Last week Iraq fired 1,300 soldiers and police for failing to stand and fight during the crackdown. U.S. commander General David Petraeus told Congress the campaign's planning was "not satisfactory" and he had envisioned a more gradual operation.
The increase in violence and the crackdown's uncertain outcome have brought the war back to center stage in the U.S. presidential election at a time when Washington is preparing to withdraw 20,000 troops over the next four months.
Prime Minister Nouri al-Maliki personally oversaw the crackdown, and U.S. commanders say they were given just days notice. British press reports have said Mohan was one of those who had urged a slower approach like that sought by Petraeus.
Despite the failings of the initial operation, U.S. commanders have described the overall crackdown in Basra as a success, not least because Iraqi forces took the lead and rapidly dispatched 6,600 extra troops to the area.
"In Basra the Iraqi army forces in particular are finding improved support from the local citizens in terms of tips, in terms of their cooperation," Bergner said.
Iraqi forces have continued raids on suspected militiamen in Basra since the main fighting there ended, and scored a victory in the town on Monday, freeing a kidnapped British journalist when they stormed the house where he was being held.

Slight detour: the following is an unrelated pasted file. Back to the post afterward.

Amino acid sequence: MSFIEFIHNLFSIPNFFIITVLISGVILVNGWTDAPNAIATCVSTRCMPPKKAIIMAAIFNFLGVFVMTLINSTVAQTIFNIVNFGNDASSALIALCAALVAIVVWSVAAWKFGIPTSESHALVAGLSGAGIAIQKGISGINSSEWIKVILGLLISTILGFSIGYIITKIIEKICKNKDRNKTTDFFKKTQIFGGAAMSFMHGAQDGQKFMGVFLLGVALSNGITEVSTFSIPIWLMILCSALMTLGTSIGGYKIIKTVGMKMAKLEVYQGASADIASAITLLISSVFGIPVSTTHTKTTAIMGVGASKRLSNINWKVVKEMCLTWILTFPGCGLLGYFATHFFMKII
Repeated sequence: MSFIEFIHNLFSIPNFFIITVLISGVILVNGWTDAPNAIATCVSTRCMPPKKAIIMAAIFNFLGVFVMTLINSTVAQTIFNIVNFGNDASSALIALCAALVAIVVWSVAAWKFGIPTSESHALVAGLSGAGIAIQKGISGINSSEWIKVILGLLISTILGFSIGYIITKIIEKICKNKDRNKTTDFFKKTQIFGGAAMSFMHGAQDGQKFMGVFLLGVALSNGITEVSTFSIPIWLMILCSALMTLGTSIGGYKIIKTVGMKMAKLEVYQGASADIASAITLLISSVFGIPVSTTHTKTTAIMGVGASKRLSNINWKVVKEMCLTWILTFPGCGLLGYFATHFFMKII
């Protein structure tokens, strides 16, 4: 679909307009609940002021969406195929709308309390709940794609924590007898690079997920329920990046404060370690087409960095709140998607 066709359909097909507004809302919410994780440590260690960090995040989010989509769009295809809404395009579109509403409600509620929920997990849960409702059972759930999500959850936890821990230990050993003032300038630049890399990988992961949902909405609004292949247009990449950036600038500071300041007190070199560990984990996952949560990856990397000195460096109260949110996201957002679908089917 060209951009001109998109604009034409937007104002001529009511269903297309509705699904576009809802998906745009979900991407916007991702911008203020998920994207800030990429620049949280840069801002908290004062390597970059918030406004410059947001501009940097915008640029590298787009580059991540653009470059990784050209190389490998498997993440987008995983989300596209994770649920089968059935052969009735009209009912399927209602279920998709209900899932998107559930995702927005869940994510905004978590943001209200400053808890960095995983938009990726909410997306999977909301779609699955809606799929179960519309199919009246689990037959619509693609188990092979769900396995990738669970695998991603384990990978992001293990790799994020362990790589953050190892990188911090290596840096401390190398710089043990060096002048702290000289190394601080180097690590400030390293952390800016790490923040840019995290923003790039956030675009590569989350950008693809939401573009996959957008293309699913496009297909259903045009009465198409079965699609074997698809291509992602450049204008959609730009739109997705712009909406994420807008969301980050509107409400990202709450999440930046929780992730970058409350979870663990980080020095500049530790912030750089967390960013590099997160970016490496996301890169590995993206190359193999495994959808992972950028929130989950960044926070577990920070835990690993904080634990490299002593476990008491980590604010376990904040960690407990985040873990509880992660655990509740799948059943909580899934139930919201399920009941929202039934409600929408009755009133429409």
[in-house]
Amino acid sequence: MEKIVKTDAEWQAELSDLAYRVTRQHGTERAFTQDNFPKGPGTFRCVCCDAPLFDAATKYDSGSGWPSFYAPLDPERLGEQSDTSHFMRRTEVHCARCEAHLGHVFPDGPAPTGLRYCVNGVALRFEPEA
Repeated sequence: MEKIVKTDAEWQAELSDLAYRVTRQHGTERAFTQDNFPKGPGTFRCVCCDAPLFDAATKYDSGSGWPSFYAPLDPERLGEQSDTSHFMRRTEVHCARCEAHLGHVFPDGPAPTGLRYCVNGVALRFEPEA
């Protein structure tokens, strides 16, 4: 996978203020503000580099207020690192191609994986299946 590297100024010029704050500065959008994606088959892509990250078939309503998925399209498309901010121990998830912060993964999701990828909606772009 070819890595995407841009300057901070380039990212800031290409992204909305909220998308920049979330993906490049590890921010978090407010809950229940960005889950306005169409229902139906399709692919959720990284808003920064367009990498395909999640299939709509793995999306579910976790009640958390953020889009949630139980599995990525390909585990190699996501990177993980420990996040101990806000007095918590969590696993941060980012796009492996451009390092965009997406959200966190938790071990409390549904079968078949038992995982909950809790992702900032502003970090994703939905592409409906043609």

An unmanned U.S. drone fired two Hellfire missiles at militants attacking Iraqi soldiers in a Shiite militia stronghold in the southern city of Basra on Wednesday, killing four of the gunmen, the military said.
In Baghdad, clashes between U.S.-backed Iraqi troops and Shiite militiamen in the Sadr City district killed two men and injured 18 other people, police said Wednesday.
The airstrike in Basra occurred about 1 a.m. after militiamen attacked an Iraqi army patrol with rocket-propelled grenades on the eastern side of the Hayaniyah district, the U.S. military said. A vehicle suspected of containing more weapons and ammunition also was destroyed.
The area has seen some of the fiercest fighting since a government offensive against the militias in Basra began March 25.
In Sadr City, a police officer said those injured in gunbattles Tuesday included three women and three children. Sadr City is a stronghold of the Mahdi Army militia of anti-American cleric Muqtada al-Sadr. It is also home to an estimated 2.5 million Shiites.